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Suffolk County leaders needs to clear the air over James Burke scandal

Former Suffolk County police chief of department

Former Suffolk County police chief of department James Burke is escorted to a vehicle by FBI personnel outside an FBI office in Melville on Wednesday, Dec. 9, 2015. Credit: Steve Pfost

Christopher Loeb of Smithtown stole a duffle bag in 2012, and inadvertently exposed a Suffolk County government scandal.

The owner of that duffle bag was James Burke, the disgraced former county police chief who is in a federal jail awaiting trial on charges of assaulting a handcuffed suspect and conspiring to cover it up. The Suffolk district attorney’s anti-corruption chief, Christopher McPartland, is the subject of a federal grand jury investigation. And concerns remain about whether the county prosecutor and county executive played a role in the controversy involving Loeb, who pleaded guilty to stealing the bag, and was sentenced to 3 years in prison before his release in July.

In 2011, Democratic District Attorney Thomas Spota forced Democrat-turned-Republican County Executive Steve Levy out of office after an investigation by McPartland and Burke. Although few details about the probe were released, under a deal with Spota’s office, Levy was not permitted to seek re-election and had to return $4 million in campaign contributions despite never being charged.

Levy’s ousting paved the way for then-Babylon Supervisor Steve Bellone to run for county executive. Fueled by campaign donations from law enforcement unions opposed to Levy, Bellone was a shoo-in to succeed Levy. Once in office, Bellone named Burke chief, even before a police commissioner was in place.

“Any person that I would select to be commissioner would love Jim Burke,” Bellone said at the time. According to Bellone, Burke’s appointment came at Spota’s recommendation.

When we look back, knowing what we do now, this is disturbing. Bellone claims he had no knowledge that Burke had a history of misconduct when he promoted him. But the misconduct was common knowledge among many in county government — a substantiated complaint of having sex with a prostitute, while on duty, and in a police vehicle. No vetting was done?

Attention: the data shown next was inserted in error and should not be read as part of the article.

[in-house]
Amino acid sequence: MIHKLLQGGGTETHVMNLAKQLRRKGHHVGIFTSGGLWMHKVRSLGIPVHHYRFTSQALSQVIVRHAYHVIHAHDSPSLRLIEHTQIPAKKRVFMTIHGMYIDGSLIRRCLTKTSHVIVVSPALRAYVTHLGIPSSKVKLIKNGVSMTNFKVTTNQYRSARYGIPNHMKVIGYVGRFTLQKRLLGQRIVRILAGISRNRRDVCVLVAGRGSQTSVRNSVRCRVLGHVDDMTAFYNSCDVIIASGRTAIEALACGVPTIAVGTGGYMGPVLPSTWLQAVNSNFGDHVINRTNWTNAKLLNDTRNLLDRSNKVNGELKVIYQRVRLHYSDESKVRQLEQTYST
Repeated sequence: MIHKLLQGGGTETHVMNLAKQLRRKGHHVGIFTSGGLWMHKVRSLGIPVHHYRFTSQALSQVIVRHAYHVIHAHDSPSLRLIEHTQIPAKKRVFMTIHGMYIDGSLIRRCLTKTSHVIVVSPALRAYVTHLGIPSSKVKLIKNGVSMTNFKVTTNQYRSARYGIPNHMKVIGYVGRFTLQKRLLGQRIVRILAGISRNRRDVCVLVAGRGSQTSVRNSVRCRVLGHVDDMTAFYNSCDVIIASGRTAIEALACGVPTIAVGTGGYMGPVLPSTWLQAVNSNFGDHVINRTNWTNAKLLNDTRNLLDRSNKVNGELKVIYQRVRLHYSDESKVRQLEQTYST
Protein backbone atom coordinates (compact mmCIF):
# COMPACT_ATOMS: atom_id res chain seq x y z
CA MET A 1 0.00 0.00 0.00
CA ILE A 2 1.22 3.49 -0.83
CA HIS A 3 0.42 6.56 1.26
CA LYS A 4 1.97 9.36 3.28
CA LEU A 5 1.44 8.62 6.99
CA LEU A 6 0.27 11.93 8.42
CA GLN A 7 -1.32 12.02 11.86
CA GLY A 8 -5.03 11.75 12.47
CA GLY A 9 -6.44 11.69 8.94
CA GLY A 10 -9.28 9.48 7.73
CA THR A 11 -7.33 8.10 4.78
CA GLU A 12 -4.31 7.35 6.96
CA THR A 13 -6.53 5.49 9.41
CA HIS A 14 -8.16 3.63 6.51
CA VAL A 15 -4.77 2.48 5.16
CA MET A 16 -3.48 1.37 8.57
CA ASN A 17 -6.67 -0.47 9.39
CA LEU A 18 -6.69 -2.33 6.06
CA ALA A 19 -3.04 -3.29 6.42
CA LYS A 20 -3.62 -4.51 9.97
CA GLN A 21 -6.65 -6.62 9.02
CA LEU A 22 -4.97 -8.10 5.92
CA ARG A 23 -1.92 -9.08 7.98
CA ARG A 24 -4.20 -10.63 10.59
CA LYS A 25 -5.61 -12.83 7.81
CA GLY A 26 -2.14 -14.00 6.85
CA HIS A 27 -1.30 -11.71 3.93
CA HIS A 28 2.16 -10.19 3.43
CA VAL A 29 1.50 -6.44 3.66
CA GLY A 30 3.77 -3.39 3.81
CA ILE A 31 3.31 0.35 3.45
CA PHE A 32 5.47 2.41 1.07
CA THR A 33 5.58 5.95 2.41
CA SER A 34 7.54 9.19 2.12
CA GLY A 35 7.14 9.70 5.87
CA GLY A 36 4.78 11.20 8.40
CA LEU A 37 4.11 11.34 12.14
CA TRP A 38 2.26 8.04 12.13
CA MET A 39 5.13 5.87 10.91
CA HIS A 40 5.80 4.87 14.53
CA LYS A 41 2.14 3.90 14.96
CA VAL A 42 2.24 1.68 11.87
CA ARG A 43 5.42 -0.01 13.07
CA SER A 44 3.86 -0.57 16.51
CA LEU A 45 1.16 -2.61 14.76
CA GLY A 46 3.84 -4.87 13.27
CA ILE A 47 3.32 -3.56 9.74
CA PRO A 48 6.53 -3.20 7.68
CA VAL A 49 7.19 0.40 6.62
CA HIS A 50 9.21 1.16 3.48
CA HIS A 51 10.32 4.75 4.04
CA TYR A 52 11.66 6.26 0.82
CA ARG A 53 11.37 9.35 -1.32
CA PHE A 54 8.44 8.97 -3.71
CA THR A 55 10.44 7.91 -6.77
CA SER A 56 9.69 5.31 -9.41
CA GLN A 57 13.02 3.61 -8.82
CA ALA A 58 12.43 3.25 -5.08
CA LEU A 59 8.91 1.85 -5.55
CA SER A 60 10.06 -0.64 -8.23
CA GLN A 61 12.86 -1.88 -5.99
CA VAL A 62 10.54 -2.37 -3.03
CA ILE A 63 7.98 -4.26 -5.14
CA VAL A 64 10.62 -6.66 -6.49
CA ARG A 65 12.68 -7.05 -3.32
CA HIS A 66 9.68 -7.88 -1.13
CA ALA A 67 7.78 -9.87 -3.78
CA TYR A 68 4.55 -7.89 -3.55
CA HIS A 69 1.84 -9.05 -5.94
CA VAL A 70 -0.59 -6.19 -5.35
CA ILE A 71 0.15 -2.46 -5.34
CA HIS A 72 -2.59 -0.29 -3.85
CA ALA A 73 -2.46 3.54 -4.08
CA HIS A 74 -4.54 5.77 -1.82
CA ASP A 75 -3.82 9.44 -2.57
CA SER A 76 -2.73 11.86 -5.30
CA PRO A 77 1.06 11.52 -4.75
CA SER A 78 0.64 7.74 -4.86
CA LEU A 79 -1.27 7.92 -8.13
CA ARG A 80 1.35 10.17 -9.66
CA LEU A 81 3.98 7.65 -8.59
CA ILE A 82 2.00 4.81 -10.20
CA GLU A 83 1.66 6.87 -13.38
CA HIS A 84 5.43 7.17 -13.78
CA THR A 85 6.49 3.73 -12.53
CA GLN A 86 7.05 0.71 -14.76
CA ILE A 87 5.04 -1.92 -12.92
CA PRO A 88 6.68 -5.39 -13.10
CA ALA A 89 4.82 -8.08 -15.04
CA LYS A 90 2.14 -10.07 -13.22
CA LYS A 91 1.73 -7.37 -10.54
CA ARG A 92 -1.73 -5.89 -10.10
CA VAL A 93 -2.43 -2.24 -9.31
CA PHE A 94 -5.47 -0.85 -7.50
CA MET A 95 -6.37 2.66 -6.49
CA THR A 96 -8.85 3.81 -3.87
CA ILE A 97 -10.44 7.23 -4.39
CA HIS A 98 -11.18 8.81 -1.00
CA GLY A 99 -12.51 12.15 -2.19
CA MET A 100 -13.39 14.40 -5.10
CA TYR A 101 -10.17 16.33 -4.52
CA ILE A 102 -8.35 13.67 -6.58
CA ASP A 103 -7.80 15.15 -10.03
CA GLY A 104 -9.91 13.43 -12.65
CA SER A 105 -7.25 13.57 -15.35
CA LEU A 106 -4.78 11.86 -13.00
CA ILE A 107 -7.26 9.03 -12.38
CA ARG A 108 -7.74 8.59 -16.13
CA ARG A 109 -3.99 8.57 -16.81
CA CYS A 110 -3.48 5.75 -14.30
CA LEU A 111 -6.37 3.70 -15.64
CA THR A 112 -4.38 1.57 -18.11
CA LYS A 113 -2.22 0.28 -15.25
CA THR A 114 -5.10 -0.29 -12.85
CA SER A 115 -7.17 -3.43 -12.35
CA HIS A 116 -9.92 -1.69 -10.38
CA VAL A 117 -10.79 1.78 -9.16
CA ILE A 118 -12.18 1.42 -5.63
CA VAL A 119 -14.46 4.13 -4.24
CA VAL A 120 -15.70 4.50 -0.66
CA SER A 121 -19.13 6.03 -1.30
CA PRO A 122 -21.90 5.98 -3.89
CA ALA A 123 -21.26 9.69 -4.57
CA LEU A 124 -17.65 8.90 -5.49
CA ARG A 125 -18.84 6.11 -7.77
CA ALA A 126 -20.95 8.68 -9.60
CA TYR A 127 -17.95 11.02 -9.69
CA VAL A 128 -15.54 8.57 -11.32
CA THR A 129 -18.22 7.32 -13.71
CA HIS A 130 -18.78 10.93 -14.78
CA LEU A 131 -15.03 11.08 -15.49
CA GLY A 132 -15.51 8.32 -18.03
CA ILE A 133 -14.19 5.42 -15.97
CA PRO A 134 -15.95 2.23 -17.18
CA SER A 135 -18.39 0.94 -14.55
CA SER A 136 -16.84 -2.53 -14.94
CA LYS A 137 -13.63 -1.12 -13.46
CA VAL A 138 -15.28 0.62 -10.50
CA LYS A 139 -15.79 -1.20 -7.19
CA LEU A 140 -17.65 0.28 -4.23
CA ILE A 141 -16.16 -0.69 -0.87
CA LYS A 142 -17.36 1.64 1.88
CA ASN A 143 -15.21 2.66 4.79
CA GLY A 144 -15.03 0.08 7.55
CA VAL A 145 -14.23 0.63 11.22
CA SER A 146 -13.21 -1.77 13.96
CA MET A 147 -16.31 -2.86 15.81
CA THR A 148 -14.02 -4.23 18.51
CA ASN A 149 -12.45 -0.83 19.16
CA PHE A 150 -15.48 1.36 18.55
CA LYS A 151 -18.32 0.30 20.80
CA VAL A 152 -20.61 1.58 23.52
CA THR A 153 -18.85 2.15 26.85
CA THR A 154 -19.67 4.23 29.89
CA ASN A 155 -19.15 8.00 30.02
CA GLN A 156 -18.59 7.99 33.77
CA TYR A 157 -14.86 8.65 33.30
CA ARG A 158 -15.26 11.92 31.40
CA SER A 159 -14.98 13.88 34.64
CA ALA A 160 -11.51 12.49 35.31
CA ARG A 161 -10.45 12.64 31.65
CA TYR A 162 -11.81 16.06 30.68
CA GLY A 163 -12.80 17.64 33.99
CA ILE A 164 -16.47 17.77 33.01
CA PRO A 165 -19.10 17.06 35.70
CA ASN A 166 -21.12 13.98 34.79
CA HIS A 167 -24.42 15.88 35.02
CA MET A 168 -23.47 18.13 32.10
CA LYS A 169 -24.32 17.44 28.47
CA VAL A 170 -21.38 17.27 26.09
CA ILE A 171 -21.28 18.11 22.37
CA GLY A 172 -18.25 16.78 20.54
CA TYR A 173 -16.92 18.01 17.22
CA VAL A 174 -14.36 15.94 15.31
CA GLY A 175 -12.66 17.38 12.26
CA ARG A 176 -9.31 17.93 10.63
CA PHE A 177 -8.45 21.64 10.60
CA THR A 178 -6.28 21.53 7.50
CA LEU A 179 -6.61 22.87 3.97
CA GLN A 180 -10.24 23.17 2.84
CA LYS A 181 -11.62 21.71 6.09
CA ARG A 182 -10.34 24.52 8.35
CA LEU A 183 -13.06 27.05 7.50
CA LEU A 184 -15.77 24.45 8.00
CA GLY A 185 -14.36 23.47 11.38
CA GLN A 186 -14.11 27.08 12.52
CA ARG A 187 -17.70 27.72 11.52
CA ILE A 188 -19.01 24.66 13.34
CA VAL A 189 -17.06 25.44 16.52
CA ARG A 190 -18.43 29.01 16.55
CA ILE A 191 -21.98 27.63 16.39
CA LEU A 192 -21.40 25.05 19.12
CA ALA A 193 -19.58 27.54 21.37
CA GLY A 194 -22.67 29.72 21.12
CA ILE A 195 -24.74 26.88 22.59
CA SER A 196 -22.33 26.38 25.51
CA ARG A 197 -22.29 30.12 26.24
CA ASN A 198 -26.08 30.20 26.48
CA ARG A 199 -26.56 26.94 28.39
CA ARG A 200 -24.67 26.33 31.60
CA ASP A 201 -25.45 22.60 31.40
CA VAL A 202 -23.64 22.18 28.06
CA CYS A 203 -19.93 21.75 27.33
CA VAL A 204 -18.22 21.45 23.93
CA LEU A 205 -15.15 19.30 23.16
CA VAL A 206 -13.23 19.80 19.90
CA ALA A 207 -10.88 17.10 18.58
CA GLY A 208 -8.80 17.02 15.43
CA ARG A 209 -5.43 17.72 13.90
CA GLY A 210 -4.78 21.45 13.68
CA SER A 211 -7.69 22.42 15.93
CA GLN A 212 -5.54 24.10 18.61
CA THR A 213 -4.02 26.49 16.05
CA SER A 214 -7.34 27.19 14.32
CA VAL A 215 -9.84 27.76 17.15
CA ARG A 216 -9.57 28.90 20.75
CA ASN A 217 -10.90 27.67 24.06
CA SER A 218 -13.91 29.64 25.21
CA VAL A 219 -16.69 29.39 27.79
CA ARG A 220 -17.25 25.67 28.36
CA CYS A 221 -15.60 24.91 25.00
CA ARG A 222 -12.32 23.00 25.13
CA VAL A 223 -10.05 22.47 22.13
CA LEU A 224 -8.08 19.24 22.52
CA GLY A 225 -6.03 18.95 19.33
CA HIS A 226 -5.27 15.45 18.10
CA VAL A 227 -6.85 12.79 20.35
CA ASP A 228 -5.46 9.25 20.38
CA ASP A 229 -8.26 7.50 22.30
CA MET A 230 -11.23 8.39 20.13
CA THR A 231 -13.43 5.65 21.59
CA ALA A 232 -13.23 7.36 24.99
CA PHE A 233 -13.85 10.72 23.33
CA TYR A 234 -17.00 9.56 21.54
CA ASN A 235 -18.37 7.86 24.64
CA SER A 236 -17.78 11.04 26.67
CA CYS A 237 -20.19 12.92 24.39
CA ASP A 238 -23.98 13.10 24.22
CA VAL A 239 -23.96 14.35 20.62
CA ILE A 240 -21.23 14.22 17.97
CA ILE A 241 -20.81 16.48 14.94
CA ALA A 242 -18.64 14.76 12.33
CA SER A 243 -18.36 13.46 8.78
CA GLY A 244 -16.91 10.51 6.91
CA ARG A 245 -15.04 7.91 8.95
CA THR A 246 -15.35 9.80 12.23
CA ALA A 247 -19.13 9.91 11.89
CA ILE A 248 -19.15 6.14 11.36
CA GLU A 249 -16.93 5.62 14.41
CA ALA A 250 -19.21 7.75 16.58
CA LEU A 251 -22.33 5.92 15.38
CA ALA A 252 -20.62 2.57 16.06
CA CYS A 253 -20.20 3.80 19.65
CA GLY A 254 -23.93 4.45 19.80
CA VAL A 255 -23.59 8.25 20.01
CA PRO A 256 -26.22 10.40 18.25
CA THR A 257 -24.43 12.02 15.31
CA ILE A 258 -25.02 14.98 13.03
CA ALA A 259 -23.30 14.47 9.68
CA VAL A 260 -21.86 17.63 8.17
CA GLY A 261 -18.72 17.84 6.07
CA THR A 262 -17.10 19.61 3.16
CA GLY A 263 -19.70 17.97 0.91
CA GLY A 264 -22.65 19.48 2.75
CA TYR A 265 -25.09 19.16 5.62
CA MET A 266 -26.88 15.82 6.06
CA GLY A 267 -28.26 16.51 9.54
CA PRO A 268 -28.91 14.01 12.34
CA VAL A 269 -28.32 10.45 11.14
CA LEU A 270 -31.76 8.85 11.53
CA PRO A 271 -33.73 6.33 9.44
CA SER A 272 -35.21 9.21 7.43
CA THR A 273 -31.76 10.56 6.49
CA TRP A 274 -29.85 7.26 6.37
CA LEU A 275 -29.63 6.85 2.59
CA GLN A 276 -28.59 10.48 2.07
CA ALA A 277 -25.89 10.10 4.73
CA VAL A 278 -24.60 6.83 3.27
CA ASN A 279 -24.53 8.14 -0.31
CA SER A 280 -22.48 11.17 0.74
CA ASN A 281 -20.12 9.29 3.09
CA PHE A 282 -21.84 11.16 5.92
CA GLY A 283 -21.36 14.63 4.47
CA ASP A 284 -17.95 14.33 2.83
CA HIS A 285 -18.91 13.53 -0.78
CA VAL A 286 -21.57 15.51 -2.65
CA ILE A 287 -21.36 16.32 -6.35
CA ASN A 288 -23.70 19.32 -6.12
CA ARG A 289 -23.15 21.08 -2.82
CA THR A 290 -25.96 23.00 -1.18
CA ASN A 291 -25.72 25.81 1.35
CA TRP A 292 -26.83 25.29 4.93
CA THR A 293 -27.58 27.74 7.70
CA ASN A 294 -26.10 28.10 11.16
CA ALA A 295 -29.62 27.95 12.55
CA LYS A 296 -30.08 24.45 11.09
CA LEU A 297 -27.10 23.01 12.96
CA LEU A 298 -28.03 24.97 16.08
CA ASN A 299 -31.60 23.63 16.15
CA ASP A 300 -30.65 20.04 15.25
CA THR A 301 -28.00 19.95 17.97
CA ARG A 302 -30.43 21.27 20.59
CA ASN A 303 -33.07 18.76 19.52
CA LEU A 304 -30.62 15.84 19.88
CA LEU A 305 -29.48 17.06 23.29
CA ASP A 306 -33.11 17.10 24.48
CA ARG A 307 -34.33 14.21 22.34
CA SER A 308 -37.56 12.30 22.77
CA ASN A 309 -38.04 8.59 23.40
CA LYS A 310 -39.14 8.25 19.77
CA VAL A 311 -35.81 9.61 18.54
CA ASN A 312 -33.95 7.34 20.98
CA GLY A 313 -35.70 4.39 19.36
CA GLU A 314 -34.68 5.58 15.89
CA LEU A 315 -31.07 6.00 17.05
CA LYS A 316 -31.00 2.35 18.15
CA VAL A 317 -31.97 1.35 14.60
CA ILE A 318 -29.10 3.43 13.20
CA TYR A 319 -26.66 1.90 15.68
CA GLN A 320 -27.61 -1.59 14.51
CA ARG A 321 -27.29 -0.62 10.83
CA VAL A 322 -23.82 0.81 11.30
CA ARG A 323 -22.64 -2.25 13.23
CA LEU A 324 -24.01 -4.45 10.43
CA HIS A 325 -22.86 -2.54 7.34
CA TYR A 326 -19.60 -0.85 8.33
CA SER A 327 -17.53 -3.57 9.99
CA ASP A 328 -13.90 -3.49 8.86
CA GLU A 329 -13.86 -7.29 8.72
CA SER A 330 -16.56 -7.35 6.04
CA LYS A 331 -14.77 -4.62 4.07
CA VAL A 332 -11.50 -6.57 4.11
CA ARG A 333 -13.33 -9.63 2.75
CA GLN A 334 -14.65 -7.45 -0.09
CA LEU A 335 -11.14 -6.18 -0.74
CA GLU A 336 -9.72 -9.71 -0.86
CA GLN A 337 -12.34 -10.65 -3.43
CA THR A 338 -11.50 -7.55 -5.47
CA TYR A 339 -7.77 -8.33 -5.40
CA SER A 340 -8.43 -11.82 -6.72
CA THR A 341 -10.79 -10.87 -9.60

Moreover, Bellone and the Democratic-controlled Suffolk legislature supported Burke even after his past became public and continued to stand by him up until his resignation in October amid the most recent federal investigation.

Newsday has reported that sources told the paper the district attorney’s office, through McPartland, requested Burke’s Internal Affairs file from the police department before Burke took over as chief. Why? And, what are we to think about the district attorney’s anti-corruption unit led by McPartland? In recent years, the unit’s investigations in Bellone’s hometown of Babylon appear to have been restricted to the review of Suffolk Industrial Development Agency nominee Robert Stricoff, whose case was opened by the district attorney after prompting by Suffolk Democratic chairman and current Babylon Town Supervisor Richard Schaffer. Stricoff has said he withdrew from consideration after a probe into his use of funds from the Babylon Town Democratic Party, which he once led as chairman.

With each day, more questions arise, but the path toward answers leads to Spota, Bellone and Schaffer. Thus far, Spota and Bellone have largely declined to comment on these questions or have relied on staff members to tap dance their way around inquiries. Schaffer has been able to deflect attention to this point. Sooner or later, Spota, Bellone and Schaffer will have to answer. And, the answers had better be good enough to change the troubling picture being portrayed by federal prosecutors and the media.

The people’s faith hangs in the balance, and once that is lost, it’s time for them to step down.

Robert Trotta, a retired Suffolk County police detective, is a Republican county legislator.